Another lawsuit against Comedy Central’s hit show South Park could lead to a dead end. The focus of this post is to examine the fair use defense instead of the lack of similarity or likelihood that South Park was specifically referencing Exavier Wardlaw’s The Lollipop Forest.
1: What Exactly Is Going On?
On Tuesday, October 2, 2012, Exavier Wardlaw filed a complaint in the United States District Court for the Eastern District of Pennsylvania naming South Park Studios, Trey Parker, and Matt Stone as defendants. Wardlaw alleges copyright infringement by the South Park executives through the use of the “Lollipop King” character in a three-episode story arc entitled Imaginationland. The episodes aired on Comedy Central in October 2007. The complaint lists the airing of the episodes as 2009, which might have been based on re-runs instead of the initial premiere.
Wardlaw created a “dramatic work and music; or choreography” called ‘Navah and Nasim and The Lollipop Forest” in 2005 according to a behind-the-scenes YouTube video and U.S. Copyright Office filing. Wardlaw filmed the work which he then put on YouTube. The copyright in the musical/ play was officially registered on March 7, 2006. You can click here and search “PAu003048246” as the “Registration Number” to see the copyright registration. Imaginationland was registered with the U.S. Copyright office on October 31, 2007, the air date of the final episode in the story arc (See registration PA0001590750).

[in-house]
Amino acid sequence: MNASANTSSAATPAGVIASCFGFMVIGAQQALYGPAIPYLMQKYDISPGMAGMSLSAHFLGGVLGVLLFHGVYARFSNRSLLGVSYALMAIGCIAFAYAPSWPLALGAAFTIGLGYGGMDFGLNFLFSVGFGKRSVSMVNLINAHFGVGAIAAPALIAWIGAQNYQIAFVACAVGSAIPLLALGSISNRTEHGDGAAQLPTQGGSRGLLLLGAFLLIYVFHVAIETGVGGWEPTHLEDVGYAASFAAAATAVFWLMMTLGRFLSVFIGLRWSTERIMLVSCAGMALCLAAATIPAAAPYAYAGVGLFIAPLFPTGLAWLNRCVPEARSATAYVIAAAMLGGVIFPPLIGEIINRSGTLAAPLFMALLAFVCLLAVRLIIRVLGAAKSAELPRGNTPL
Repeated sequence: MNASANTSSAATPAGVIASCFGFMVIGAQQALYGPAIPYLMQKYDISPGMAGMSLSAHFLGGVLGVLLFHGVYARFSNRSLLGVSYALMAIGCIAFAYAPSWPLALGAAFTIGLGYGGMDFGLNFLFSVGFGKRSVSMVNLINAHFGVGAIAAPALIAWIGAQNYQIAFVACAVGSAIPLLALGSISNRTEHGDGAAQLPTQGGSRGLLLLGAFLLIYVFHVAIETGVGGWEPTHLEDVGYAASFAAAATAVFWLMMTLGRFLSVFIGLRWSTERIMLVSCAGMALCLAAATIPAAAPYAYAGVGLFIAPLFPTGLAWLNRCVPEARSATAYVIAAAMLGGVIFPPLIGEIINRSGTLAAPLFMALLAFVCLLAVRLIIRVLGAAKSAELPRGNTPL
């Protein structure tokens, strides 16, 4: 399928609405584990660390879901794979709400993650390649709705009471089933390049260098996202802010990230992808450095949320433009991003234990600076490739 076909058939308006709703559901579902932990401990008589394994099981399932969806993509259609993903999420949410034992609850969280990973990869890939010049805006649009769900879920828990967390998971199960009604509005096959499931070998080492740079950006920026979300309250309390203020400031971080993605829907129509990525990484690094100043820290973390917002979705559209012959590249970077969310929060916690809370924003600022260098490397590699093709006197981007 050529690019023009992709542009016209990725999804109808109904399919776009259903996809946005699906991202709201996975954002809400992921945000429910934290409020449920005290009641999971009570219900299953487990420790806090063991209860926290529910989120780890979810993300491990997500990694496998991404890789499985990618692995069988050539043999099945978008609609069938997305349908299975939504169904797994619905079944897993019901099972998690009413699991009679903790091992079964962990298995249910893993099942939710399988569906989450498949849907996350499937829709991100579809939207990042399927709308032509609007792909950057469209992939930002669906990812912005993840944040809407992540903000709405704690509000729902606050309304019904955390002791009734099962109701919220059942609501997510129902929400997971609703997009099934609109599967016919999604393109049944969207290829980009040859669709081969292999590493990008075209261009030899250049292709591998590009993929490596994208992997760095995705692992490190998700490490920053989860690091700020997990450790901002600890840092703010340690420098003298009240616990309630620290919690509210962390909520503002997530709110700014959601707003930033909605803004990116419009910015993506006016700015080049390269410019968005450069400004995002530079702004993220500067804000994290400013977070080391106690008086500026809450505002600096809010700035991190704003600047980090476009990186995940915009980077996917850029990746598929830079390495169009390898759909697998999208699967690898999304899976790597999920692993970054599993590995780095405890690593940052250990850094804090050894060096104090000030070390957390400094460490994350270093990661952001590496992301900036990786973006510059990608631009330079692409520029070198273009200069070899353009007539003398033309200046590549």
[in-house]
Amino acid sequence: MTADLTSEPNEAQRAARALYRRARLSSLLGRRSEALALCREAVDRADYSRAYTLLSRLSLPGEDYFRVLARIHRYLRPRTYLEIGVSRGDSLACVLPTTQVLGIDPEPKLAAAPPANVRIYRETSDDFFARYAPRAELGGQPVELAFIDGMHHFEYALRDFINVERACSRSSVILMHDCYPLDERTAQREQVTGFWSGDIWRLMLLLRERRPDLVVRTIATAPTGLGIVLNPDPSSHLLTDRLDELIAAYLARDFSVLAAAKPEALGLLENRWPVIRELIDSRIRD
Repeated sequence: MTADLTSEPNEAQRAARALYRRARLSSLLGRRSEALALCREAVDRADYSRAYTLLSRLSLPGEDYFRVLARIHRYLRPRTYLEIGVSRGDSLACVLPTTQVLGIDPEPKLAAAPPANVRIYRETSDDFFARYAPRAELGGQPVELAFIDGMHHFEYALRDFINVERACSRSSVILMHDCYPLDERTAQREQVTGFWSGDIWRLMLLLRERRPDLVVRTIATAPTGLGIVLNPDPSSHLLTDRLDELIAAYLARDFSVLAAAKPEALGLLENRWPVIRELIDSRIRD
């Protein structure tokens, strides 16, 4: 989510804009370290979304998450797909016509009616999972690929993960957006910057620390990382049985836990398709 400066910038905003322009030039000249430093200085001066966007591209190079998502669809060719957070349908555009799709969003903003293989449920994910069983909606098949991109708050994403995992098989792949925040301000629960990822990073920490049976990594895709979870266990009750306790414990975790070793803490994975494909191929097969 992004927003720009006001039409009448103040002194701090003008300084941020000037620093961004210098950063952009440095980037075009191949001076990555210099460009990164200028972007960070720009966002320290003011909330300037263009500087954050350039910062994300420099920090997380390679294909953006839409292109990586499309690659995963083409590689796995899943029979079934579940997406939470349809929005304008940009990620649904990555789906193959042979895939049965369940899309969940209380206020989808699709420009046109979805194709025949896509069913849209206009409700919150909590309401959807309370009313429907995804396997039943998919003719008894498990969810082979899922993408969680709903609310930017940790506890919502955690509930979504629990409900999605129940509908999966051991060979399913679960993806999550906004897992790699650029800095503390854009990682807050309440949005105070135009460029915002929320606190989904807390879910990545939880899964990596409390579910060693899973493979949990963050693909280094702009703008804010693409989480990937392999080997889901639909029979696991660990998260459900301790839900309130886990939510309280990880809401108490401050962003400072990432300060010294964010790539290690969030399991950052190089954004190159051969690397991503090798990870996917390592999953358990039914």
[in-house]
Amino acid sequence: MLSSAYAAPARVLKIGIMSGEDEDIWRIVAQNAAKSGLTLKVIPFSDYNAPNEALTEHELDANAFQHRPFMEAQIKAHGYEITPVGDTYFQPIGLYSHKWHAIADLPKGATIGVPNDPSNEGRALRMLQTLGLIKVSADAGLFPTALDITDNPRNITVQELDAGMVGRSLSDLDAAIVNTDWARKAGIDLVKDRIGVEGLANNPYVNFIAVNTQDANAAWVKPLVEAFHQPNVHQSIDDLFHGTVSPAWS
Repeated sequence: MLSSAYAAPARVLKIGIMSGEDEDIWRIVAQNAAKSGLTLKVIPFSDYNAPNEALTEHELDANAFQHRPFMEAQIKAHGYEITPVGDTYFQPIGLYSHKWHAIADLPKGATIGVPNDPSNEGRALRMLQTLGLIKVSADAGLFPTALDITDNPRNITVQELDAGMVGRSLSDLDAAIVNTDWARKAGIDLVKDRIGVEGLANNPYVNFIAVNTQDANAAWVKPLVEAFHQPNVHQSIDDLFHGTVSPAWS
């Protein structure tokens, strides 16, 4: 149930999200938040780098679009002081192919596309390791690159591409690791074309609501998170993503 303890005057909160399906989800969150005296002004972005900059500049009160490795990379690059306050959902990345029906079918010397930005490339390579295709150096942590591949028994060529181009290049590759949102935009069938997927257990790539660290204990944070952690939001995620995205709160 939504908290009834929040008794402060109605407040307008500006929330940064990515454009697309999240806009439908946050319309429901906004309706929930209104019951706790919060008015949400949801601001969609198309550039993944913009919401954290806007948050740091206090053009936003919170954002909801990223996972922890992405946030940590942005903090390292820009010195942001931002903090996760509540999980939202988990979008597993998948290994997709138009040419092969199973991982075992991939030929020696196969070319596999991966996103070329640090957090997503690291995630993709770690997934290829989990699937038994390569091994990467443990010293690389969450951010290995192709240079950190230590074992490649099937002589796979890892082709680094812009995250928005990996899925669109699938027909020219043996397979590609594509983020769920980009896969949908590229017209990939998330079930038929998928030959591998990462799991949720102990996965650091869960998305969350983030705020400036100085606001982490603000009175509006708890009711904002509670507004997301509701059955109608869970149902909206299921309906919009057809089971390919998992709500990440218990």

South Park Studios combined all three episodes to release the feature-length version of ‘Imaginationland’ in 2008 and also won an Emmy Award for Outstanding Animated Program.